The Seeker of the Grail Post #12
I was thinking the other day on the people I know who love what they do daily, and comparing them to the people who don’t love what they do on a daily basis. What was I comparing?
How and when they take breaks.
We see and hear about “relax, refresh, recharge,” but most of us consider that only when we have been at our 9-5 and feel like screaming at our boss. We think, “I need a vacation on the beach.” But why the beach? If you wanted to vacation on the beach, why wouldn’t you find a way to live there, so that you could always feel relaxed, refreshed, and recharged?
People who do things that they love daily more than likely always feel some sort of relaxation, because their work is refreshing, and it’s being in that moment daily with what it is they love to do that’s so recharging. So why do they need to take breaks?
Inspiration and creativity are one’s way of connecting within to that module that lies inside of all of us. K-12 schooling and college more times than not turn that module off. We are taught to mechanically do things, and as humans, that’s what causes the need to “relax, refresh, and recharge.” Taking breaks for the person who LIVES that way, is about taking a step back.
When one takes that step back, they can realign the creative vision, see the entire picture, make critical adjustments, and find even more inspiration and creativity. They become not only more productive, but more powerful. Ever wonder why those who have “it” almost never seem to stop? This is why. They don’t “break” just to go back and keep banging their head off of the same ole dusty wall. The work IS important, IF the WORK is important. If you feel that what you are doing is purposeful, you will be that much more involved in the creation and doing process of that work.
For those who don’t necessarily enjoy the things they do daily, our breaks from work are spent bitching about work, getting “other things” done(the whole running of errands that people speak of), and really, really wishing we didn’t have to go back to work. Because of this, we are less interested in our work which leads to us being less productive.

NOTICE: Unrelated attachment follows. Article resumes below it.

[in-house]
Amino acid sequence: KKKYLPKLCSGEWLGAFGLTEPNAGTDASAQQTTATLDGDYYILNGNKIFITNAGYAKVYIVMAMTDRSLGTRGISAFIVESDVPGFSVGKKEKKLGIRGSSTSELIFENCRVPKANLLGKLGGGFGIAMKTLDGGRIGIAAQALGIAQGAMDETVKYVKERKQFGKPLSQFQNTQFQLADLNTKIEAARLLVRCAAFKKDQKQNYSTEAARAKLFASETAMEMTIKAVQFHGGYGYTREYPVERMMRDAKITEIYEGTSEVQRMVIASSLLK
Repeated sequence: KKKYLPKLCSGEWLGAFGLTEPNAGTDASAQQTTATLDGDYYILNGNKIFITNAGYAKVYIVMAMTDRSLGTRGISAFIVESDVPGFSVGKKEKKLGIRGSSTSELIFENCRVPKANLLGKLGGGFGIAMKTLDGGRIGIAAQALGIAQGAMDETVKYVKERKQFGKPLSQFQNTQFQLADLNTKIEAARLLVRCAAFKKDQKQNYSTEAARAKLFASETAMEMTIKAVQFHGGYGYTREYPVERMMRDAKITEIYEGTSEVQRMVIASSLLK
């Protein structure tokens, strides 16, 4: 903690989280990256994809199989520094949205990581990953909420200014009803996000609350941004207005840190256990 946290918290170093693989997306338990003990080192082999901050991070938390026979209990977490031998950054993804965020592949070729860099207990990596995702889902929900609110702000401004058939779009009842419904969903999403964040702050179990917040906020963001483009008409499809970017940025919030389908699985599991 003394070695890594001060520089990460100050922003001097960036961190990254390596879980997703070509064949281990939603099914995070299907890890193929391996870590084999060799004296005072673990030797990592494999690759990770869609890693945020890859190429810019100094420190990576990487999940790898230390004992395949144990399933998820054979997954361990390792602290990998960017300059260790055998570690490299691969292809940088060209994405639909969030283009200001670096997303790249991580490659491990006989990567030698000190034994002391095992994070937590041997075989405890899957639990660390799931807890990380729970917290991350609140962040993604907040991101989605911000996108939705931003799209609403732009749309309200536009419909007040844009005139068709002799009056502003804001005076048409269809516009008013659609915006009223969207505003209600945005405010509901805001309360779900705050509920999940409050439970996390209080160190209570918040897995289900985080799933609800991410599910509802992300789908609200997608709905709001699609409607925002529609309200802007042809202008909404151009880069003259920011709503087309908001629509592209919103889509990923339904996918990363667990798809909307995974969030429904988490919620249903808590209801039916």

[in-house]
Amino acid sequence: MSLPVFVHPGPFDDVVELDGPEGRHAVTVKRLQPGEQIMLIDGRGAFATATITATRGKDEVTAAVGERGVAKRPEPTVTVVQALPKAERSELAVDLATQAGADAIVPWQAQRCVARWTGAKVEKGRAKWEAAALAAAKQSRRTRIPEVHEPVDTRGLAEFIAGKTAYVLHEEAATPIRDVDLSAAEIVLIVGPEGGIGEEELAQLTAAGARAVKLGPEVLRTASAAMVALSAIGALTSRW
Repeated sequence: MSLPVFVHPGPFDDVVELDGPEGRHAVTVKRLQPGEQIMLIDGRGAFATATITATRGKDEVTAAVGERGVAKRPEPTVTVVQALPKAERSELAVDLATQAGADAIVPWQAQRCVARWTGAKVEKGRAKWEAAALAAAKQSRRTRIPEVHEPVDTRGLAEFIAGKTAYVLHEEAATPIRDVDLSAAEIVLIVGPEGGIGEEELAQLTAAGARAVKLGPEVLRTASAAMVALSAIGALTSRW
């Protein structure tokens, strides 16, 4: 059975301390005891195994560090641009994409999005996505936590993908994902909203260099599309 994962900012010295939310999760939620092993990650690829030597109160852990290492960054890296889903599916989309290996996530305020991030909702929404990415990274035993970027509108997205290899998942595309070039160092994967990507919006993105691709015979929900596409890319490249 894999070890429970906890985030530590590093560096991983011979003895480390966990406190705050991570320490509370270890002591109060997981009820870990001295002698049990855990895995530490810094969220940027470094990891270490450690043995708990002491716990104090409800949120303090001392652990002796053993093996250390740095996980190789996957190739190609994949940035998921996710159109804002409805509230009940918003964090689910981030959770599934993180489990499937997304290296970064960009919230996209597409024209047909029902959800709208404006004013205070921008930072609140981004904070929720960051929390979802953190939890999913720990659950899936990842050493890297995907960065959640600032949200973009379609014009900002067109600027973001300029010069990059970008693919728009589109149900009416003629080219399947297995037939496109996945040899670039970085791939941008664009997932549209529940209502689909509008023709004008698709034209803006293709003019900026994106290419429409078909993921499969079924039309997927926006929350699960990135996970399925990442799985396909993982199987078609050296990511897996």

A break should rejuvenate and empower us to do better with our creative work. Our inspired work. Our light-bringing work. Our work that changes the world around us. However, if one is not motivated by their “work,” why are they doing that work? This must be considered. Wasting time is one of the cardinal sins of the untrained human body, the cause of stress and anxiety of the mind. Stress is not stillness, and stillness is needed for inspiration and creativity, the cycle of “creation.” Creation is knowing, knowing comes from within.
A break is really just the end of a cycle. Everything has cycles. This is the natural way. Of course, some cycles are man made, but even those cycles are built on and around the cycles of nature. We see this in every sporting event, the cycles of nature, changing oils and fluids in our vehicles, collecting paychecks, etc. Cycles are everywhere, but learning those cycles is what’s crucial, instead of just existing in them. Controlling the cycle is what’s desirable. One can relax once the cycle is understood. One can be refreshed with timely breaks. One can be recharged with every cycle.
In life, one should also consider the various cycles that one participates in. To be able to capitalize on the breaks and make adjustments in a timely and efficient manner to give the individual the best chance of success every time moving forward is key. Don’t just relax, refresh and recharge just because. Do it with purpose.